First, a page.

The classroom is a shared space where students inevitably interact with each other. Give your children the basic tool for protection by training them to sanitize regularly. The classroom should have its own supply of alcohol and sanitizers. But it is good practice to carry one’s primary tool for defense anywhere.

Ensure a Supply of Protective Masks

Experts advise that well-fitted and comfortable N95 non-medical masks offer the best protection in public spaces. When buying N95 masks, make sure that the product passed the quality test and is not counterfeit. Cloth masks can also provide added protection when used as a secondary layer.

Three pieces of green surgical masks
Photo by Mika Baumeister / Unsplash

A good supply of protective masks in school helps prevent instances of lost and misplaced masks. You can also use mask chains or lanyards so that your children can keep their masks with them.

Bring Extra Supplies to Avoid Borrowing

Your children should have more than one piece of essential supplies like a pencil, eraser, whiteout, sharpener, etc. This will remove the need to borrow supplies from their classmates. If you are worried that your children may be carrying too many things in the backpack already, focus only on the school supplies they use every day.

An organizer of school supplies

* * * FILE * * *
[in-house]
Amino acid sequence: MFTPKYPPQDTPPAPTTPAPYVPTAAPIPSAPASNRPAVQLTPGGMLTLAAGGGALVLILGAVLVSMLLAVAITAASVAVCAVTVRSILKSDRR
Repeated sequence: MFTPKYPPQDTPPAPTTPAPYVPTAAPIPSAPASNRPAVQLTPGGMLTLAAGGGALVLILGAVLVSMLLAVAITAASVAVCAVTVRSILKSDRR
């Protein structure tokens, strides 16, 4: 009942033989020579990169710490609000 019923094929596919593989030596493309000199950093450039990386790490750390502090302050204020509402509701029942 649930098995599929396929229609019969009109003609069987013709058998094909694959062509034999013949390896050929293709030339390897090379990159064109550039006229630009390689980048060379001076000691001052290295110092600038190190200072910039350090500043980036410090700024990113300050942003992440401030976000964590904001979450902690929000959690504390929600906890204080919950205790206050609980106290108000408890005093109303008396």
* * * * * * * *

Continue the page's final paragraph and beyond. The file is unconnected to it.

Photo by Tim Gouw / Unsplash

Have Personal Devices

Having a personal device ensures that whatever your child brings home after school will not be used by anyone else in the family. For example, older children may need a laptop to do homework in school. When they come home, it may not be the best move to have other family members use something that was brought outside.

Young teen using a laptop to do homework at home
Photo by Annie Spratt / Unsplash

Regular sanitation helps prevent virus transmission but if possible, consider having personal devices as another safety measure. Moreover, giving your children their own laptops is also a good investment as they would need these tools eventually.

Keep “Home Offices” in Place

Do not remove your children’s “home offices” just yet. Being ready for face-to-face classes also means being ready when it fails to actualize.

Online learning setup at home
Photo by Grovemade / Unsplash

The smooth resumption of onsite classes highly depends on how well a community can contain the spread of the new COVID-19 variants. It is likely that schools will only allow students to come to school on designated days of the week. This means online classes are not yet out of the equation.

At Home, Do These Things

After school, do temperature checks when your children get home. This can help you monitor their health better and act before anything gets serious. Next, sanitize their things and designate an isolated storage space for clothes and shoes used outside. Then, tell them to wash their hands first before touching anything at home. Finally, prepare nutritious food to further boost their immune system.  

What the New Normal Looks Like

The reopening of schools indicates that our country is getting better at handling the pandemic. In fact, there has been good progress in our pursuit of herd immunity. But no one can deny the presence of numerous threats we still must rally against. This is the new normal. Doing whatever we can to keep our family safe is the first step to understanding it.